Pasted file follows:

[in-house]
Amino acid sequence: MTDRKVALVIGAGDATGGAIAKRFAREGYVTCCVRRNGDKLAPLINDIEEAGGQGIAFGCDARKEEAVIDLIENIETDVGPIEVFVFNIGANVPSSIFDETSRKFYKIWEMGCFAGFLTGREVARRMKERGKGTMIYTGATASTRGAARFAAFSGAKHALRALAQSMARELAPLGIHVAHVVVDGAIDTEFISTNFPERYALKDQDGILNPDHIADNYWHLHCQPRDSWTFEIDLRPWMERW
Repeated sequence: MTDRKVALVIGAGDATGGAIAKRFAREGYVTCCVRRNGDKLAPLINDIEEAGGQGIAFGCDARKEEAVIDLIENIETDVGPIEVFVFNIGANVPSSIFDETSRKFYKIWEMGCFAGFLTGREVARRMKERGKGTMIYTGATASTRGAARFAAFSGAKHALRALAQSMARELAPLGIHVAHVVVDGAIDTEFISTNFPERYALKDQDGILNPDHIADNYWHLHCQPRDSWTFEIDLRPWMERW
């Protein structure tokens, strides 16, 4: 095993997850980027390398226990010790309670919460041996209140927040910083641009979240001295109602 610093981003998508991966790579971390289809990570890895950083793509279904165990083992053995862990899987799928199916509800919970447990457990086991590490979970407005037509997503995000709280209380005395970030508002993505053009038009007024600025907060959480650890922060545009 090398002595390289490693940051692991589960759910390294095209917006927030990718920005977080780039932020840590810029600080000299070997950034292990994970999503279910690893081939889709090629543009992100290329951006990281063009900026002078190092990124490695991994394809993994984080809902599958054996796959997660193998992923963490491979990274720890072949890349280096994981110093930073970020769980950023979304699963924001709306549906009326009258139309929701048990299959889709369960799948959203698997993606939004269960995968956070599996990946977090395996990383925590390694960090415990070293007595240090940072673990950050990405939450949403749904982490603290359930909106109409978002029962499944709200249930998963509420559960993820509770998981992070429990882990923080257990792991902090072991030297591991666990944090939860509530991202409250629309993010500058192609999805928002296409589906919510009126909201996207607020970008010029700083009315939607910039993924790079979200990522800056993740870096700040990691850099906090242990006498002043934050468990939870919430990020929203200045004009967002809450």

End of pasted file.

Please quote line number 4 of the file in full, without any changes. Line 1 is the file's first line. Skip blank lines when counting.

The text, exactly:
């Protein structure tokens, strides 16, 4: 095993997850980027390398226990010790309670919460041996209140927040910083641009979240001295109602 610093981003998508991966790579971390289809990570890895950083793509279904165990083992053995862990899987799928199916509800919970447990457990086991590490979970407005037509997503995000709280209380005395970030508002993505053009038009007024600025907060959480650890922060545009 090398002595390289490693940051692991589960759910390294095209917006927030990718920005977080780039932020840590810029600080000299070997950034292990994970999503279910690893081939889709090629543009992100290329951006990281063009900026002078190092990124490695991994394809993994984080809902599958054996796959997660193998992923963490491979990274720890072949890349280096994981110093930073970020769980950023979304699963924001709306549906009326009258139309929701048990299959889709369960799948959203698997993606939004269960995968956070599996990946977090395996990383925590390694960090415990070293007595240090940072673990950050990405939450949403749904982490603290359930909106109409978002029962499944709200249930998963509420559960993820509770998981992070429990882990923080257990792991902090072991030297591991666990944090939860509530991202409250629309993010500058192609999805928002296409589906919510009126909201996207607020970008010029700083009315939607910039993924790079979200990522800056993740870096700040990691850099906090242990006498002043934050468990939870919430990020929203200045004009967002809450």